Patellofemoral instability after total knee arthroplasty

Patellofemoral instability after total knee arthroplasty (TKA) is a serious complication that has significant impact on knee function. The underlying causes are usually related to the surgical technique. Most often, patellar instability results from component malposition, limb malalignment, improper patellar preparation, or soft-tissue imbalance. Understanding the root causes helps to prevent these complications as well as to manage them successfully.


Factors determining patellofemoral stability

Patellofemoral (PF) instability after TKA has been reported in up to 20% of TKAs [1]. Most often, it is caused by technical errors during surgery [1, 2]. Given the complexity of TKA biomechanics, many technical parameters are susceptible to error. Therefore, in most cases, PF instability cannot be traced back to a single cause. More likely, there are multiple contributors.

As a general rule, any manipulation of the normal anatomical and kinematic relationships of knee structures that increases tension in the lateral retinaculum or increases the quadriceps angle, or Q-angle (Figure 1), will produce an abnormal, laterally-directed muscle vector and thus cause lateral maltracking of the patella, instability of the PF joint, and more serious patellar complications if left untreated [3, 4].

Guillermo Bonilla, clinical professor for orthopedic surgery at the Universidad de los Andes in Bogota, Colombia, emphasizes: “In order to adequately treat problems arising from patellar instability, it is essential to understand the underlying biomechanical mechanisms.” So, let us consider and analyze the major factors that may lead to patellar instability.


Guillermo Bonilla

Fundación Santa Fe de Bogotá University Hospital
Bogotá, Colombia

First and foremost, excessive valgus alignment is an important risk factor, since it leads to a mismatch of the trochlear groove and the extensor vector [4]. This encumbers proper patellar tracking and may cause the patella to tilt, subluxate, or even dislocate. A similar mechanism takes effect when a normal Q-angle is not restored. Especially patients with severe preoperative valgus or external rotational deformity, preoperative maltracking [5], and loss of bone stock in the distal lateral condyle are at risk [3]. In patients with pronounced preoperative valgus, the main culprit for this predisposition is usually the retraction of the lateral retinaculum.

Beyond the overall leg alignment, individual component positioning is the most important contributor. Internal rotation of the femoral or the tibial component [5-10] as well as medialization of the femoral component and incorrect placement of the patellar component [10, 11] appear the most obvious.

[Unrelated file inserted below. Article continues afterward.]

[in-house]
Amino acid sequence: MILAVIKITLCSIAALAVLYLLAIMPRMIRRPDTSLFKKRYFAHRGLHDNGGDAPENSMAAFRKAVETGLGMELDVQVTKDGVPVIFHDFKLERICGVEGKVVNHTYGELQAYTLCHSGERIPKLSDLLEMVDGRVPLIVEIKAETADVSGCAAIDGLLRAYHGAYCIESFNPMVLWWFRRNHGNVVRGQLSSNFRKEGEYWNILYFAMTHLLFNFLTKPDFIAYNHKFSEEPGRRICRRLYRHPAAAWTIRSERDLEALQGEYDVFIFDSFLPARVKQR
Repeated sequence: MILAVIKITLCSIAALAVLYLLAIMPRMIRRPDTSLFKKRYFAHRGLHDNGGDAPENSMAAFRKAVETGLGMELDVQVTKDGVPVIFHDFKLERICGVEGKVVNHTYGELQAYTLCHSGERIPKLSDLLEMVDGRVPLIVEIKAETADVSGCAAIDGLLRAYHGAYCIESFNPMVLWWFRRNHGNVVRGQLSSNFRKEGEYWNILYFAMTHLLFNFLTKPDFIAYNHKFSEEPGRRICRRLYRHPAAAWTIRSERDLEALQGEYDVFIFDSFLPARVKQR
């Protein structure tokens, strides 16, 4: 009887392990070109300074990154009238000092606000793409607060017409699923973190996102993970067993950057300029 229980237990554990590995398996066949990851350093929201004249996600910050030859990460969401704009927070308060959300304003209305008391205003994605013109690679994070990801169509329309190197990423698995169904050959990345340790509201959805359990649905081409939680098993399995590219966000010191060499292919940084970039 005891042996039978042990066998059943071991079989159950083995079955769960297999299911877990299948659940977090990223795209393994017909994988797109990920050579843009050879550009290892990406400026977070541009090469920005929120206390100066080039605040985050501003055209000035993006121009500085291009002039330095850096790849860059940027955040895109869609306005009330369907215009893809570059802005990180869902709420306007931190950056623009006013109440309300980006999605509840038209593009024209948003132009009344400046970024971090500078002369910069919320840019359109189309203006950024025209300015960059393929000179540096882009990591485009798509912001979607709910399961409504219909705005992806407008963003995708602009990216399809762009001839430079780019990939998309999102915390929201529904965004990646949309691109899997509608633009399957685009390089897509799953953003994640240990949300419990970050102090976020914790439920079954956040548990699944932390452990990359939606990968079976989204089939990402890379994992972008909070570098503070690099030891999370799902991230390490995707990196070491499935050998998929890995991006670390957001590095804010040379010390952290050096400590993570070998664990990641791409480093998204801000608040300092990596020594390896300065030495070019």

An internally rotated femoral component shifts the trochlear groove medially, thus increasing the distance to the patella, which tracks laterally relative to the femur. Through the tension exerted by the lateral retinaculum, the patella is pulled sideways. This may lead to patellar tilt, subluxation, or even dislocation [4].

On the other hand, an internally rotated tibial component causes the tibia to rotate externally during knee flexion (Figure 2). This drives the tibial tubercle laterally, which increases the Q-angle and thus leads to lateral tracking. Depending on the severity, this may again lead to patellar tilt, subluxation, or dislocation.

Did you know?

When rotational platforms were introduced, there were high hopes that through the inherent self-alignment, a certain degree of malrotation could be corrected for. Unfortunately, this was not the case. Biomechanical studies analyzing the effect of rotational platforms on patellar tracking in the presence of malrotated femoral components did not find a significant compensatory effect [6, 7], and neither did a large randomized clinical study [12].

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  • Placement of the prosthetic patella
  • Medialization of the femoral component
  • Soft-tissue imbalance
  • Other risk factors
  • Diagnostic workup in PF instability
  • The clinical workup
  • The radiological workup
  • Management algorithm
  • Outcome and conclusion

Part 2 | Patellar fractures after total knee arthroplasty (TKA)

Part 3 | Extensor tendon rupture after total knee arthroplasty (TKA)

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Contributing experts

This series of articles was created with the support of the following specialists (in alphabetical order):

Guillermo Bonilla

Fundación Santa Fe de Bogotá University Hospital
Bogotá, Colombia

Clemens Gwinner

Charité—University Medicine Berlin
Berlin, Germany

Yixin Zhou

Beijing Jishuitan Hospital
Beijing, China

This issue was  written by Elke Rometsch, AO Innovation Translation Center, Clinical Science, Switzerland.


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